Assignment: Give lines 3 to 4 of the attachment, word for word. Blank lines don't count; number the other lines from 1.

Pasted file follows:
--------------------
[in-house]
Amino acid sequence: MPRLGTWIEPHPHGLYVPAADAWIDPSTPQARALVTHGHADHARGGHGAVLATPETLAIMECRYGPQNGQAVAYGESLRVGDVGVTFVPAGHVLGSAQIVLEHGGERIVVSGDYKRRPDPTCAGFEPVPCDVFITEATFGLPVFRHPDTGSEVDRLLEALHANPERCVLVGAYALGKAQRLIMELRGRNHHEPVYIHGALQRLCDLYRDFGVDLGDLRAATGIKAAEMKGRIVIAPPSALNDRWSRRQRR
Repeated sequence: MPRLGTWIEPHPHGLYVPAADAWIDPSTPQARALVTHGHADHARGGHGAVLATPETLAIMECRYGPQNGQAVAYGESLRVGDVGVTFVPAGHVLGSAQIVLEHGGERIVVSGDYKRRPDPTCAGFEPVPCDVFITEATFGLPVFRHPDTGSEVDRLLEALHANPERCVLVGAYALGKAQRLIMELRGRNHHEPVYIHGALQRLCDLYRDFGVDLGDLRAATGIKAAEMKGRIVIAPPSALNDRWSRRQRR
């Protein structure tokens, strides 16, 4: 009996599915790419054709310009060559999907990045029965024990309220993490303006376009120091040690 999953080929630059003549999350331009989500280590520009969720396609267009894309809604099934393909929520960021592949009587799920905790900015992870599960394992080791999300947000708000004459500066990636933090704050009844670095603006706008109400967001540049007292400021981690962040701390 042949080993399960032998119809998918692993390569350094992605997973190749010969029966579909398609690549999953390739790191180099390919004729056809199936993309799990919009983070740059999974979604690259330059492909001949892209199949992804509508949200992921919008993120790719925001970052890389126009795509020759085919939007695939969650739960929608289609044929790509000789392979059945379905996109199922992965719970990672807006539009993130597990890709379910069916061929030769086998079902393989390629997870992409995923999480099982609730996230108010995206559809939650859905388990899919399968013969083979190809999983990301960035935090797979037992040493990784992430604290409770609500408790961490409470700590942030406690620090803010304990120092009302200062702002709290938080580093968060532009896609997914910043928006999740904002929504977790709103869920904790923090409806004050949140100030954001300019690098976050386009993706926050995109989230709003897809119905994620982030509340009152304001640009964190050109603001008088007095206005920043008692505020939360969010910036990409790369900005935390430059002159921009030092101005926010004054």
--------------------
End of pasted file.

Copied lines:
Repeated sequence: MPRLGTWIEPHPHGLYVPAADAWIDPSTPQARALVTHGHADHARGGHGAVLATPETLAIMECRYGPQNGQAVAYGESLRVGDVGVTFVPAGHVLGSAQIVLEHGGERIVVSGDYKRRPDPTCAGFEPVPCDVFITEATFGLPVFRHPDTGSEVDRLLEALHANPERCVLVGAYALGKAQRLIMELRGRNHHEPVYIHGALQRLCDLYRDFGVDLGDLRAATGIKAAEMKGRIVIAPPSALNDRWSRRQRR
């Protein structure tokens, strides 16, 4: 009996599915790419054709310009060559999907990045029965024990309220993490303006376009120091040690 999953080929630059003549999350331009989500280590520009969720396609267009894309809604099934393909929520960021592949009587799920905790900015992870599960394992080791999300947000708000004459500066990636933090704050009844670095603006706008109400967001540049007292400021981690962040701390 042949080993399960032998119809998918692993390569350094992605997973190749010969029966579909398609690549999953390739790191180099390919004729056809199936993309799990919009983070740059999974979604690259330059492909001949892209199949992804509508949200992921919008993120790719925001970052890389126009795509020759085919939007695939969650739960929608289609044929790509000789392979059945379905996109199922992965719970990672807006539009993130597990890709379910069916061929030769086998079902393989390629997870992409995923999480099982609730996230108010995206559809939650859905388990899919399968013969083979190809999983990301960035935090797979037992040493990784992430604290409770609500408790961490409470700590942030406690620090803010304990120092009302200062702002709290938080580093968060532009896609997914910043928006999740904002929504977790709103869920904790923090409806004050949140100030954001300019690098976050386009993706926050995109989230709003897809119905994620982030509340009152304001640009964190050109603001008088007095206005920043008692505020939360969010910036990409790369900005935390430059002159921009030092101005926010004054």